It is not particularly difficult to change people’s actions. Put a gun to someone’s head and they will suddenly be willing to do all kinds of things they never thought possible. But the affections are much more complex. That same gun to the head may compel a man from Boston to say that he loves the Yankees, but it won’t actually change his affections. Love cannot be changed by external force alone.
Here Jonathan Edwards is helpful once again. Drawing on years of witnessing revival and transformation he extends an observation, “I am bold to assert that there never was any considerable change wrought in the mind or conversation of any person, by anything of a religious nature that ever he read, heard or saw, that had not his affections moved.” In order for people to change, every function of the heart must change (Prov 4:23, Luke 6:43-45). In his aptly titled book You Are What You Love James K.A. Smith offers a more modern take on the same theme: “[O]ur most fundamental mode of orientation to the world is love. We are oriented by our longings, directed by our desires.”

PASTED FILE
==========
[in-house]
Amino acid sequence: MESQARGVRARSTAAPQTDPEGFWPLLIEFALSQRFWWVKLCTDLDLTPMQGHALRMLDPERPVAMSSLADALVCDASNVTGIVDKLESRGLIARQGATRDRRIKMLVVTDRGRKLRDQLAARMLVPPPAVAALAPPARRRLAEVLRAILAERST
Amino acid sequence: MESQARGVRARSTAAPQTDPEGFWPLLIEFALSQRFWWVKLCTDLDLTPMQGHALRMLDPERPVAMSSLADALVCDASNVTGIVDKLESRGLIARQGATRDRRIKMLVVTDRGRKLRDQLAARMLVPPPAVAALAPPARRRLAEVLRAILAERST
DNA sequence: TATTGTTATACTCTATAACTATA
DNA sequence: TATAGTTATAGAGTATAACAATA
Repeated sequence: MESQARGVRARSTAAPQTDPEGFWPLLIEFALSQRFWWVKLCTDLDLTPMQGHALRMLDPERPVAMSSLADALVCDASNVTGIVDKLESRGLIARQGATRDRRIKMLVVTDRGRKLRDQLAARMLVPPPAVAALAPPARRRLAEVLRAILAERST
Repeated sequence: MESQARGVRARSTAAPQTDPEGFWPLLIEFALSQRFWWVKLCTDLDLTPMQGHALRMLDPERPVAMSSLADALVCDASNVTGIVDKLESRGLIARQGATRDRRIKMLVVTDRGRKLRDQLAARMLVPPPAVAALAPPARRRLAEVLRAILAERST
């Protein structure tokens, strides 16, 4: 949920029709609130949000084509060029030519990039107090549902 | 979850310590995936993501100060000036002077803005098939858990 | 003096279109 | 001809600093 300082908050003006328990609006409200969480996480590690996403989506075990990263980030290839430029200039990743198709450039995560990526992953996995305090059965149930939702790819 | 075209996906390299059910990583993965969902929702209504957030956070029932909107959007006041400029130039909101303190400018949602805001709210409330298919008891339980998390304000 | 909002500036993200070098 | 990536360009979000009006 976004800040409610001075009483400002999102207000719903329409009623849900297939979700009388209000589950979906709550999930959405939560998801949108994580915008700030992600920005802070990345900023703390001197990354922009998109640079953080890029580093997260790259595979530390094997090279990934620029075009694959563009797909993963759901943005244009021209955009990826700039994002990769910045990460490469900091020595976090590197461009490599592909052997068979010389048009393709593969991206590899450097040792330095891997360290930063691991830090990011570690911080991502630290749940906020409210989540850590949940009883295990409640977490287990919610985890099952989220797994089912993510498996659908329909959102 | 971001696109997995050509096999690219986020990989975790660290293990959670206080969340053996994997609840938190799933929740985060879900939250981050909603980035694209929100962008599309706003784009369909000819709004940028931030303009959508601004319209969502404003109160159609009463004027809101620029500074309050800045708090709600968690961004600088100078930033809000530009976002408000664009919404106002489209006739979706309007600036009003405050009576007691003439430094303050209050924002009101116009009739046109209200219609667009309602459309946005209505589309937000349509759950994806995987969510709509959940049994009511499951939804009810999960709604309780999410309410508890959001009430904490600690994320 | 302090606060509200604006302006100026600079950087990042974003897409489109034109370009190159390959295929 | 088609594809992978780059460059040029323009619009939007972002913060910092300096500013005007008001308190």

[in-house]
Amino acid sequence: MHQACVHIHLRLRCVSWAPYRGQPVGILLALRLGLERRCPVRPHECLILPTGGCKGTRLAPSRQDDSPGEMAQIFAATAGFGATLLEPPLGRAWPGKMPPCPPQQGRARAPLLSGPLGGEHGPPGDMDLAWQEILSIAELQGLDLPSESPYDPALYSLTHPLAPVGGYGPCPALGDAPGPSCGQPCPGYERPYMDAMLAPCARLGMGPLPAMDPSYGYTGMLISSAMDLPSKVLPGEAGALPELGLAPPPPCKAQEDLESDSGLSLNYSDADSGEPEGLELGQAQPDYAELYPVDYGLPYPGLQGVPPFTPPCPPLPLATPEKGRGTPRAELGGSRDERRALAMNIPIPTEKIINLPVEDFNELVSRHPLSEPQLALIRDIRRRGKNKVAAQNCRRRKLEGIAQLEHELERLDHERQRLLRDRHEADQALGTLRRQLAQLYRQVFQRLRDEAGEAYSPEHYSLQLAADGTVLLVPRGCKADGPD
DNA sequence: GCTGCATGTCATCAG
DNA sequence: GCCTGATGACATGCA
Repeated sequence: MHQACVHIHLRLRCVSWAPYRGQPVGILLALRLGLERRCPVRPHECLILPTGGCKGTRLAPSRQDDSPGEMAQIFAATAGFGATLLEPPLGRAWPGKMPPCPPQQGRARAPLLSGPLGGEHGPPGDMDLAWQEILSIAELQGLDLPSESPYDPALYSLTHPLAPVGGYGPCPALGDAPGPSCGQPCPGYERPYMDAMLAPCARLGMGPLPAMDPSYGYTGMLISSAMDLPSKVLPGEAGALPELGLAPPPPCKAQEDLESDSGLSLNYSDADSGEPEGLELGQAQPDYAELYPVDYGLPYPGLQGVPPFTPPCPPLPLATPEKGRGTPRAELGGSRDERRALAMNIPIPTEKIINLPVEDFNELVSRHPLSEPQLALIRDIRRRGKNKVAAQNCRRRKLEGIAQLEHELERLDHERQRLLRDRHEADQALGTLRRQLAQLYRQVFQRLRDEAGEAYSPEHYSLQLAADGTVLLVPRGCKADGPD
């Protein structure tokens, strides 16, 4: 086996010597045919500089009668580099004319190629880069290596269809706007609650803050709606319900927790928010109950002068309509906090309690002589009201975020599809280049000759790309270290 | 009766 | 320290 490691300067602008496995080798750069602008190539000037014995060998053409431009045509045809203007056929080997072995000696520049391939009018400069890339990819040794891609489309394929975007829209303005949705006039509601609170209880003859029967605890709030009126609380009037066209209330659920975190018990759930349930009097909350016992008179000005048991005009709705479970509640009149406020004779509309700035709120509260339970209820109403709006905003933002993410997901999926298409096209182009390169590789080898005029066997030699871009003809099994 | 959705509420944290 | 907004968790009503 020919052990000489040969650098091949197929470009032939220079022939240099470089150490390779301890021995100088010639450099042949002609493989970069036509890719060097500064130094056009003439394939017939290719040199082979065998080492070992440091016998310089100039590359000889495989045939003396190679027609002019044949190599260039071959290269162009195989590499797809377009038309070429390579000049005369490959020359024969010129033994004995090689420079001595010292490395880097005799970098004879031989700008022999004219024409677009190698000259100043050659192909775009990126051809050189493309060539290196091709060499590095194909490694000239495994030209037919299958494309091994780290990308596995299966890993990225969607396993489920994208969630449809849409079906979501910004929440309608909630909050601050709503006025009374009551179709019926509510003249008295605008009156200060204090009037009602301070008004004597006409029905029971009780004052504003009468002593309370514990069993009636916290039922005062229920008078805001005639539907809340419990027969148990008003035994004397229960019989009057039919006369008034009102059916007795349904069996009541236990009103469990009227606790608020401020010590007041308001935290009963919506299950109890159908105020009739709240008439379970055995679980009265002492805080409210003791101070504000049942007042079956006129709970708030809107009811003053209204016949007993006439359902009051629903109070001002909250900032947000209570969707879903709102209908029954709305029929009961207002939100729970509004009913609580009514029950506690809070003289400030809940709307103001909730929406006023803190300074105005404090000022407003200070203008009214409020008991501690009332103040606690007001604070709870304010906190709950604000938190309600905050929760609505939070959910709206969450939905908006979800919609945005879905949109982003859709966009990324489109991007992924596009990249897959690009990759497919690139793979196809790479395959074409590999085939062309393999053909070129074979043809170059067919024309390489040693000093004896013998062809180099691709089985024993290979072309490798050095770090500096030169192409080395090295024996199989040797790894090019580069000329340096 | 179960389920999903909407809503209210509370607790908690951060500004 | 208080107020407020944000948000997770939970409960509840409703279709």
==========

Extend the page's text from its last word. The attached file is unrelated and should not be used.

CBT aims to change people by changing their thoughts. But changing thoughts doesn’t instill virtue according to the Scriptures. Biblical Counseling aims at a deeper target. The goal of our instruction is love, after all (1 Tim 1:5). CBT and Biblical Counseling are not siblings or cousins. Rather they are strangers that resemble one another only at a passing glance. Each is oriented around a different center for human change, and both cannot be right.
 George R. Ross, Evaluating Models of Christian Counseling (Eugene: Wipf and Stock, 2011), 91.
 This article focuses on Beck for the sake of brevity. Beck’s “Cognitive Therapy,” Ellis’ “Rational-Emotive Therapy,” and Meichenbaum’s “Cognitive Behavioral Modification” are often lumped together under the category “Cognitive Behavioral Therapy.” While each theory and therapy contains variations, all agree at their core that cognitive distortions produce psychological distress.
 For a helpful summary of Cognitive Behavioral Therapy, see Judith Beck, Cognitive Behavioral Therapy: Basics and Beyond (New York: Gulliford Press, 1995).
 Jonathan Edwards, “A Treatise on Religious Affections,” in The Works of Jonathan Edwards, 6th printing, (Peabody: Hendrickson, 2007), 238.
 James K.A. Smith, You Are What You Love, (Grand Rapids: Brazos Press, 2016), 11